- Assuring your flour is Gluten-free: As with many different ingredients, cross contamination is always a possibility, especially when using ingredients from popular/big brands. To ensure that the flour you are using is completely gluten-free and safe for those with Gluten allergies, the packaging will state a certification mark.
- Choosing the right flour for you: At the end of the day, it is completely all about preference and accessibility. Different flours have different health benefits and baking properties. The bread’s texture and appearance will of course vary with each different flour, however this isn’t necessarily a bad thing, if you prefer a very moist banana bread, choose oat flour. Do you prefer it more dry and crumbly? Buckwheat flour will suit you. Sweet and flavourful? Coconut flour. Or do you want your banana bread to be more like, well bread, then Brown Rice flour is ideal. The important thing is to do some research, find out what is appealing and available to you, experiment and just have fun with it! For more advice and information visit: https://www.healthline.com/nutrition/gluten-free-flours#section7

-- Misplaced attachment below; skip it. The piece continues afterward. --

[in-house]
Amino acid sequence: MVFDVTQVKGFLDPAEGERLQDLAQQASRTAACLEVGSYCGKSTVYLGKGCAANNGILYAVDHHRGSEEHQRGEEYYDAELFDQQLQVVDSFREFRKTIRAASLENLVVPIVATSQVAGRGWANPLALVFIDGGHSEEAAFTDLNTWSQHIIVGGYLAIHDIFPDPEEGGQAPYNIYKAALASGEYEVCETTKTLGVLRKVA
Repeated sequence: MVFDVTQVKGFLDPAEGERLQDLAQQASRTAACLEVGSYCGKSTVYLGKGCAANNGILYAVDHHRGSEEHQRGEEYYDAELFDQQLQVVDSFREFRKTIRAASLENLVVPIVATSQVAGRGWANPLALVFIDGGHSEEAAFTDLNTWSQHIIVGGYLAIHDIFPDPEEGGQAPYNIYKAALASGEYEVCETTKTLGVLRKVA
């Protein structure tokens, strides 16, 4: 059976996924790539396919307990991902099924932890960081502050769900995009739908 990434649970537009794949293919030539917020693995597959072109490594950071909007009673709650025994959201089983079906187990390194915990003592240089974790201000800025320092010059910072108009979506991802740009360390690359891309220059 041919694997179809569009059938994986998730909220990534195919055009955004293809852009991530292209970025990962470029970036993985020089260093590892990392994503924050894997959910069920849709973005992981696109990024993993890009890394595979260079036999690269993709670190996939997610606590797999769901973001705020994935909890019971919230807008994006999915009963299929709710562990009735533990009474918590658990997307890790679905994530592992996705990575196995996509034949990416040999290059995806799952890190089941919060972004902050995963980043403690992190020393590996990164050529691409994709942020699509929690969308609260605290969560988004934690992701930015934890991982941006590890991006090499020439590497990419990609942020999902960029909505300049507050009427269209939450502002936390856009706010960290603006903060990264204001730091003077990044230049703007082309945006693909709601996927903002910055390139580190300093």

- Flax/Chia seed paste:
- What is flax/chia seed paste? This is a Hydrocolloid mixture created of either Ground Flax or Chia seeds mixed with water to form a gelatinous paste. This mixture is widely used as an egg replacement in many vegan/plant-based/egg-free recipes. Hydrocolloids usually work to either build structure, emulsify and soften mouthfeel; many things that eggs already do in traditional baking applications. For more information on using Flax/chia seed paste as an egg replacer visit:http://www.veganbaking.net/recipes/egg-replacers/flax-seed-egg-replacer
- How to make Flax/chia seed paste: The basic ratio is one tablespoon of Flax/Chia seeds and three tablespoons of water to replace one egg. Combine ground Flax or ground Chia seeds with the water to form a wet paste. Stir and set aside for 5-10 minutes before using, this enables it to form a gel. Try to purchase whole flax/chia seeds and grind them yourself, as pre-ground seeds tend to lose a lot of moisture. You can grind them using a coffee or herb grinder.
- Why is Flax/chia seed paste not in the original recipe? I have always used oil as a raising agent and egg replacement in baking since going Vegan and updating my family’s Banana Bread recipe. Using Bicarbonate of soda as well as baking powder also gives the bakes that extra lift that egg would normally offer. I wanted this recipe to be as accessible as possible, from personal experience and discussing this with many other bakers and home-cooks, it was clear that flax/chia meal was not a kitchen cupboard essential for most people, unlike oil. I have tried this recipe with peanut butter and chia paste and it came out pretty much the same, except with a slightly nuttier taste. But for convenience reasons I prefer to use oil.